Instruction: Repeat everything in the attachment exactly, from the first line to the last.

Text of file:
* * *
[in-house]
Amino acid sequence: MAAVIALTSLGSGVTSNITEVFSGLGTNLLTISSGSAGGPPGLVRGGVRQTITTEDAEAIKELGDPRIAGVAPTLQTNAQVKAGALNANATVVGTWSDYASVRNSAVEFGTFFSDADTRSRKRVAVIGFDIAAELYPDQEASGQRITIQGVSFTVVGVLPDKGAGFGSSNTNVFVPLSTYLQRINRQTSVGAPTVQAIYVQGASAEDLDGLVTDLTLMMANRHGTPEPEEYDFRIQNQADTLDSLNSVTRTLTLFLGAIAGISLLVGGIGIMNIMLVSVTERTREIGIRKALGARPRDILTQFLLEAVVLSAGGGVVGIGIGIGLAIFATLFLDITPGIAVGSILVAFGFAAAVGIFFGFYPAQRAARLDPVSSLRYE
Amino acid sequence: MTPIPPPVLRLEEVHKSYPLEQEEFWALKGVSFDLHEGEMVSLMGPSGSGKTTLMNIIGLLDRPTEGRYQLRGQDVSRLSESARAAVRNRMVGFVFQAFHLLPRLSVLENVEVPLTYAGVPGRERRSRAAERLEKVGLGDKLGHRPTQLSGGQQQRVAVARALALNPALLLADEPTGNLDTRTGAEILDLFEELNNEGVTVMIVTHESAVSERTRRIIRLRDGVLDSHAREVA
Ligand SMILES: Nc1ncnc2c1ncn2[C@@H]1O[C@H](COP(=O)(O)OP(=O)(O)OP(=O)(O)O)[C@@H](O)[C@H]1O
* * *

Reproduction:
[in-house]
Amino acid sequence: MAAVIALTSLGSGVTSNITEVFSGLGTNLLTISSGSAGGPPGLVRGGVRQTITTEDAEAIKELGDPRIAGVAPTLQTNAQVKAGALNANATVVGTWSDYASVRNSAVEFGTFFSDADTRSRKRVAVIGFDIAAELYPDQEASGQRITIQGVSFTVVGVLPDKGAGFGSSNTNVFVPLSTYLQRINRQTSVGAPTVQAIYVQGASAEDLDGLVTDLTLMMANRHGTPEPEEYDFRIQNQADTLDSLNSVTRTLTLFLGAIAGISLLVGGIGIMNIMLVSVTERTREIGIRKALGARPRDILTQFLLEAVVLSAGGGVVGIGIGIGLAIFATLFLDITPGIAVGSILVAFGFAAAVGIFFGFYPAQRAARLDPVSSLRYE
Amino acid sequence: MTPIPPPVLRLEEVHKSYPLEQEEFWALKGVSFDLHEGEMVSLMGPSGSGKTTLMNIIGLLDRPTEGRYQLRGQDVSRLSESARAAVRNRMVGFVFQAFHLLPRLSVLENVEVPLTYAGVPGRERRSRAAERLEKVGLGDKLGHRPTQLSGGQQQRVAVARALALNPALLLADEPTGNLDTRTGAEILDLFEELNNEGVTVMIVTHESAVSERTRRIIRLRDGVLDSHAREVA
Ligand SMILES: Nc1ncnc2c1ncn2[C@@H]1O[C@H](COP(=O)(O)OP(=O)(O)OP(=O)(O)O)[C@@H](O)[C@H]1O